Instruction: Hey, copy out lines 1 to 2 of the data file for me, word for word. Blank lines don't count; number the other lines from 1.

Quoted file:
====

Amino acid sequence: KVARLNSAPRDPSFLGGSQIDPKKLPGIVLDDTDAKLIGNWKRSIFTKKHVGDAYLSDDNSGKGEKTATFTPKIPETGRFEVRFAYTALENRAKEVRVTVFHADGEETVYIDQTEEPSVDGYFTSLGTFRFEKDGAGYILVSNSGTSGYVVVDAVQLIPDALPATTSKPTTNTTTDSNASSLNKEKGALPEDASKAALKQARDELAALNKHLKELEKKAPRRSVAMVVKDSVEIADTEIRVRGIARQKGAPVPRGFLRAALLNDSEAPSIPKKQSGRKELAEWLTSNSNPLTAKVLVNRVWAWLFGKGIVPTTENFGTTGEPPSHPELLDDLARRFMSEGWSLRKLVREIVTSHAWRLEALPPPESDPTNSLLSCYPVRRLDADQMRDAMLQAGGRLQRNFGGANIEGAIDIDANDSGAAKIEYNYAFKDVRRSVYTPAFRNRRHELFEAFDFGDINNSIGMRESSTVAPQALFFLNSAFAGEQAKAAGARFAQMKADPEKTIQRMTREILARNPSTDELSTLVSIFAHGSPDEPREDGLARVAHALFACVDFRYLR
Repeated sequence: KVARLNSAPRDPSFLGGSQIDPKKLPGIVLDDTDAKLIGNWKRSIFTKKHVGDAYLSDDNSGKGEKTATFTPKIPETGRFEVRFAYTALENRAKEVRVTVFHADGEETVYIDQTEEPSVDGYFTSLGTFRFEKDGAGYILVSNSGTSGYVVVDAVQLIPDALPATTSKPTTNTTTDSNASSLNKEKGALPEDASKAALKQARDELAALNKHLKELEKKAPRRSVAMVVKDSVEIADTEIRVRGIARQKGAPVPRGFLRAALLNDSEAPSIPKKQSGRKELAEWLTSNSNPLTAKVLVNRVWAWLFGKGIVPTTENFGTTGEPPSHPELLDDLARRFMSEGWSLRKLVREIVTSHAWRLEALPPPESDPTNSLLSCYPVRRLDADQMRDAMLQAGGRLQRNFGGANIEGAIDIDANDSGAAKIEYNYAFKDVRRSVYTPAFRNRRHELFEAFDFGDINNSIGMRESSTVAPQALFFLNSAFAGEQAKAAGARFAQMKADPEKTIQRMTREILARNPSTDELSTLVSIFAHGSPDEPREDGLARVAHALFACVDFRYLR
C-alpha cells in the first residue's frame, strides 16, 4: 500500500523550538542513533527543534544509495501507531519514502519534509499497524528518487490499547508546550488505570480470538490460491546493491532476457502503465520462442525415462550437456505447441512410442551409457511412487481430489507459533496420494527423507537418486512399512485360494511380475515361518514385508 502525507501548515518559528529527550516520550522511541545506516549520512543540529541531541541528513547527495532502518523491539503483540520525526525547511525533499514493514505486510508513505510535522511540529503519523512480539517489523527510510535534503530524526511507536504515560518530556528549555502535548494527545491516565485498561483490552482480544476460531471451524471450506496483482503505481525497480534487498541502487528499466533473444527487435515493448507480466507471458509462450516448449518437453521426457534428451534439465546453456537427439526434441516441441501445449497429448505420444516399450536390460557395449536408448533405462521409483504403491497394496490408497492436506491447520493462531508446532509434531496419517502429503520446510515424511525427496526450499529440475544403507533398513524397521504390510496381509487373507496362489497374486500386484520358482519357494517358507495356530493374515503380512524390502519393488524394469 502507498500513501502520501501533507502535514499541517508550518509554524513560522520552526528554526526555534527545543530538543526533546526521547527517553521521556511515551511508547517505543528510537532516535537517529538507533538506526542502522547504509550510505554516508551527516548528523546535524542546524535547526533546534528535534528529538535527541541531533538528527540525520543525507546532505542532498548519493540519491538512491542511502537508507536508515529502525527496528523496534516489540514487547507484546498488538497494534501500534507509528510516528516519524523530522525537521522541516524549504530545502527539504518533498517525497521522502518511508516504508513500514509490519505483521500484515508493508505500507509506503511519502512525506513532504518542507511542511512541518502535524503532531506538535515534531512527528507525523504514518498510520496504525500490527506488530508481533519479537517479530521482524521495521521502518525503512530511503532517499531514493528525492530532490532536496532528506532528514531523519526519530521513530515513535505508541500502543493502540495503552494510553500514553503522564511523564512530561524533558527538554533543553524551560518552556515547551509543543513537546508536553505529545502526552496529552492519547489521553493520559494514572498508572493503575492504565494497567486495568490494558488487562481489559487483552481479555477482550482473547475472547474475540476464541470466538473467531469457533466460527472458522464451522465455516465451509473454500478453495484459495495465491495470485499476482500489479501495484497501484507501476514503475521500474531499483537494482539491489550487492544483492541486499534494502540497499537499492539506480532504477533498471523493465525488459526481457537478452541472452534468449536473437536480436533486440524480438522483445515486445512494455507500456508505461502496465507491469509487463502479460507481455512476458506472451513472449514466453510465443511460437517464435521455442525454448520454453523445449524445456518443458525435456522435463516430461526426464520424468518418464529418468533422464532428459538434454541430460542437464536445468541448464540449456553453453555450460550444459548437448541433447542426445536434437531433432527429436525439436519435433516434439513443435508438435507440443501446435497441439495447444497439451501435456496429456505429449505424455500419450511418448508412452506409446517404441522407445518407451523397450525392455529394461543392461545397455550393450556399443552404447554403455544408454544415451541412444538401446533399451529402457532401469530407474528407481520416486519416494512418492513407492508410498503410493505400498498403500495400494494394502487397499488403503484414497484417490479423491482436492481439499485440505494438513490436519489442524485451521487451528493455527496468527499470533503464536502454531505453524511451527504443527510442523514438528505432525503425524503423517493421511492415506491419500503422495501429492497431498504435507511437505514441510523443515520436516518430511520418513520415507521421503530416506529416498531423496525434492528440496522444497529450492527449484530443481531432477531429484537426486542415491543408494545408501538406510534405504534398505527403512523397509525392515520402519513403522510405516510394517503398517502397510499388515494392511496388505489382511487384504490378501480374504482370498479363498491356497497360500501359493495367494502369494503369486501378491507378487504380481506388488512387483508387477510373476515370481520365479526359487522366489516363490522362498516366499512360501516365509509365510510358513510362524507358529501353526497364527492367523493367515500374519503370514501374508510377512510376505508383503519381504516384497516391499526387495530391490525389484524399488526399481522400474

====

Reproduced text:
Amino acid sequence: KVARLNSAPRDPSFLGGSQIDPKKLPGIVLDDTDAKLIGNWKRSIFTKKHVGDAYLSDDNSGKGEKTATFTPKIPETGRFEVRFAYTALENRAKEVRVTVFHADGEETVYIDQTEEPSVDGYFTSLGTFRFEKDGAGYILVSNSGTSGYVVVDAVQLIPDALPATTSKPTTNTTTDSNASSLNKEKGALPEDASKAALKQARDELAALNKHLKELEKKAPRRSVAMVVKDSVEIADTEIRVRGIARQKGAPVPRGFLRAALLNDSEAPSIPKKQSGRKELAEWLTSNSNPLTAKVLVNRVWAWLFGKGIVPTTENFGTTGEPPSHPELLDDLARRFMSEGWSLRKLVREIVTSHAWRLEALPPPESDPTNSLLSCYPVRRLDADQMRDAMLQAGGRLQRNFGGANIEGAIDIDANDSGAAKIEYNYAFKDVRRSVYTPAFRNRRHELFEAFDFGDINNSIGMRESSTVAPQALFFLNSAFAGEQAKAAGARFAQMKADPEKTIQRMTREILARNPSTDELSTLVSIFAHGSPDEPREDGLARVAHALFACVDFRYLR
Repeated sequence: KVARLNSAPRDPSFLGGSQIDPKKLPGIVLDDTDAKLIGNWKRSIFTKKHVGDAYLSDDNSGKGEKTATFTPKIPETGRFEVRFAYTALENRAKEVRVTVFHADGEETVYIDQTEEPSVDGYFTSLGTFRFEKDGAGYILVSNSGTSGYVVVDAVQLIPDALPATTSKPTTNTTTDSNASSLNKEKGALPEDASKAALKQARDELAALNKHLKELEKKAPRRSVAMVVKDSVEIADTEIRVRGIARQKGAPVPRGFLRAALLNDSEAPSIPKKQSGRKELAEWLTSNSNPLTAKVLVNRVWAWLFGKGIVPTTENFGTTGEPPSHPELLDDLARRFMSEGWSLRKLVREIVTSHAWRLEALPPPESDPTNSLLSCYPVRRLDADQMRDAMLQAGGRLQRNFGGANIEGAIDIDANDSGAAKIEYNYAFKDVRRSVYTPAFRNRRHELFEAFDFGDINNSIGMRESSTVAPQALFFLNSAFAGEQAKAAGARFAQMKADPEKTIQRMTREILARNPSTDELSTLVSIFAHGSPDEPREDGLARVAHALFACVDFRYLR